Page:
Interest Rate: 2.9% – 3.3% (Effective Interest Rate is 5.5% – 6.2%)

Opportunity Cost: The amount of interest savings from prepayment depends on when we prepay. The earlier we prepay -> The more interest we save -> But the more capital we need. Prepaying early would require bigger capital, hence losing out on investment returns. Prepaying later would be sacrificing investment returns for not much savings in interest payment.

Verdict: Given the nature of the Rule of 78 and the EIR of about 6%, we are screwed all ways. It’s highly likely not worth it to prepay since the interest savings would not be much a few years down the loan tenure. The capital can be better used to invest in assets that can generate higher returns than the interest rate and compound the returns from such investments. If you want to prepay very early in the loan, you might as well buy the car in cash!

Personal Loan

Interest Rate Type: Fixed

Loan Structure: Flat + Rule of 78 Trap

Interest Rate: 4% – 7% (Effective Interest Rate is 7.5% – 13.5%)

Opportunity Cost: Forgo investment returns on the prepayment capital in exchange for saving effectively 7.5% – 13.5% interest charges annually. But again, this is subject to the Rule of 78 issue, similar to the car loan.

Verdict: Given the high EIR, it’s highly likely that prepayment is a better choice to avoid serving an extended loan. I suggest using a loan settlement calculator to see how much you would save, before deciding whether your capital is better used to prepay, or to invest and generate higher returns.

Credit Card Loan

Interest Rate Type: Fixed

Loan Structure: Special as it is based on your last month’s outstanding amount but with an interest that is compounded daily – read more on iMoney for the exact details

Interest Rate: 15% – 18% tiered and compounded daily effectively making it up to 20%

Opportunity Cost: Forgo investment returns on the prepayment capital in exchange for saving up to 20% interest charges annually.

Verdict: I’ve said before that I love using credit cards compared to other payment methods. However, as a loan, it’s ridiculous due to the way the interest is structured as well as the exorbitant interest rates. If you don’t pay your credit card loan ASAP, you’d incur the interest rate wrath of up to 20% effectively (due to the daily compounding). I don’t know any investments out there that provide more than 20% returns consistently, so I won’t hesitate prepaying this in full today. In my opinion, avoid getting into this loan in the first place!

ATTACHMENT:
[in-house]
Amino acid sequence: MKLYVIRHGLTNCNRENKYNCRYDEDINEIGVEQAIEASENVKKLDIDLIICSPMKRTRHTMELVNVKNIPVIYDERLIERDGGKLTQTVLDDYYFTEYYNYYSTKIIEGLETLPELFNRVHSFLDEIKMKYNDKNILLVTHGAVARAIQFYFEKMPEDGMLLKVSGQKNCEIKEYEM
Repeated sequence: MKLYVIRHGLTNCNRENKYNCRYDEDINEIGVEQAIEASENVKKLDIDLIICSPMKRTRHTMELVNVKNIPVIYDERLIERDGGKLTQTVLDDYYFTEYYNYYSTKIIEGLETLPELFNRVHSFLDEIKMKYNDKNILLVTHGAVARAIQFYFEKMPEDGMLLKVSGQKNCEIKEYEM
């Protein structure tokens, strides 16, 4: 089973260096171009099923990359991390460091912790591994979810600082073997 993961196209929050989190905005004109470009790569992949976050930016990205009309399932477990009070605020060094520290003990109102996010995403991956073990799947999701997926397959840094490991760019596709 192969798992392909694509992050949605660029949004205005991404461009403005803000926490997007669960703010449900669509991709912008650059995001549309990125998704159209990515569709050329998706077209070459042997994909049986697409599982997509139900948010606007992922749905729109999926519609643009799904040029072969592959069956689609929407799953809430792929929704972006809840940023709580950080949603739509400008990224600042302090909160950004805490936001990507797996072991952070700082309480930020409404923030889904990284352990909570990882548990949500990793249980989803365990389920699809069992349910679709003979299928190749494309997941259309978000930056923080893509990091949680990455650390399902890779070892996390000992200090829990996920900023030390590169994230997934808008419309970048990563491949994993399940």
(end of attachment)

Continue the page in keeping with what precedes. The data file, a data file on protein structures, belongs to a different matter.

The Ultimate Opportunity Cost

So, should I settle my loan early? To answer this question – it depends on what your opportunity cost is when you choose to prepay. In my choices above, I won’t prepay if I can use the capital to generate higher returns elsewhere compared to the interest rate that I am paying for.

The ultimate opportunity cost here is this – getting a loan allows you to use less capital to acquire an asset in exchange for paying “interest rate”.

If I have RM100,000, I can use RM10,000 to pay for the downpayment of a house worth RM100,000. I could borrow RM90,000 with an interest rate of 3%, but use this RM90,000 to invest into a REIT that pays out 5% dividend yield. 

From this 5% return, I pay the loan of 3% and I still have 2% in returns that I can reinvest to get more returns. Essentially, I own a house with RM10,000, and RM90,000 worth of REIT shares and generate a net return of 2% on the RM90,000, which will be compounded. And this is without renting out the property. It’s a simple example, but it showcases the power of using loans the right way.

The other option is using RM100,000 to buy the house in cash. I now have a house and no cash or extra investments. Are you seeing what I see?

About the Author

This article was originally published at betweenthemoney.com, a personal finance website by Jason Loh that focuses on money matters and investment topics for Malaysians.